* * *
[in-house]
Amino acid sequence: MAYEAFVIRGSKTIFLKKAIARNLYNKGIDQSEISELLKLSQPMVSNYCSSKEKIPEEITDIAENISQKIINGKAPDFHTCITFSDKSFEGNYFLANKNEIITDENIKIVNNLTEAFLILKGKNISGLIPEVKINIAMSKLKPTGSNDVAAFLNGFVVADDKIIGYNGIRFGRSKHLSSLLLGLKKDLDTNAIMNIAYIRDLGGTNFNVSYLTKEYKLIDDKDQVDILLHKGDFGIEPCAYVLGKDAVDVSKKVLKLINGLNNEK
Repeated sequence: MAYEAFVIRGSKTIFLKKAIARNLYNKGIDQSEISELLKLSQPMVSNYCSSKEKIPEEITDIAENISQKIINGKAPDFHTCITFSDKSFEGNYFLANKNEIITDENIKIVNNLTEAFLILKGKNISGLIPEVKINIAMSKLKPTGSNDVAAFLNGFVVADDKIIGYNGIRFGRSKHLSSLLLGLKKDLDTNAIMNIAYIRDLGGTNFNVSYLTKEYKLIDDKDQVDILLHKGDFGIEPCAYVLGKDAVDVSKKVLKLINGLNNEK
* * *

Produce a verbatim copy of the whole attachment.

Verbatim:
[in-house]
Amino acid sequence: MAYEAFVIRGSKTIFLKKAIARNLYNKGIDQSEISELLKLSQPMVSNYCSSKEKIPEEITDIAENISQKIINGKAPDFHTCITFSDKSFEGNYFLANKNEIITDENIKIVNNLTEAFLILKGKNISGLIPEVKINIAMSKLKPTGSNDVAAFLNGFVVADDKIIGYNGIRFGRSKHLSSLLLGLKKDLDTNAIMNIAYIRDLGGTNFNVSYLTKEYKLIDDKDQVDILLHKGDFGIEPCAYVLGKDAVDVSKKVLKLINGLNNEK
Repeated sequence: MAYEAFVIRGSKTIFLKKAIARNLYNKGIDQSEISELLKLSQPMVSNYCSSKEKIPEEITDIAENISQKIINGKAPDFHTCITFSDKSFEGNYFLANKNEIITDENIKIVNNLTEAFLILKGKNISGLIPEVKINIAMSKLKPTGSNDVAAFLNGFVVADDKIIGYNGIRFGRSKHLSSLLLGLKKDLDTNAIMNIAYIRDLGGTNFNVSYLTKEYKLIDDKDQVDILLHKGDFGIEPCAYVLGKDAVDVSKKVLKLINGLNNEK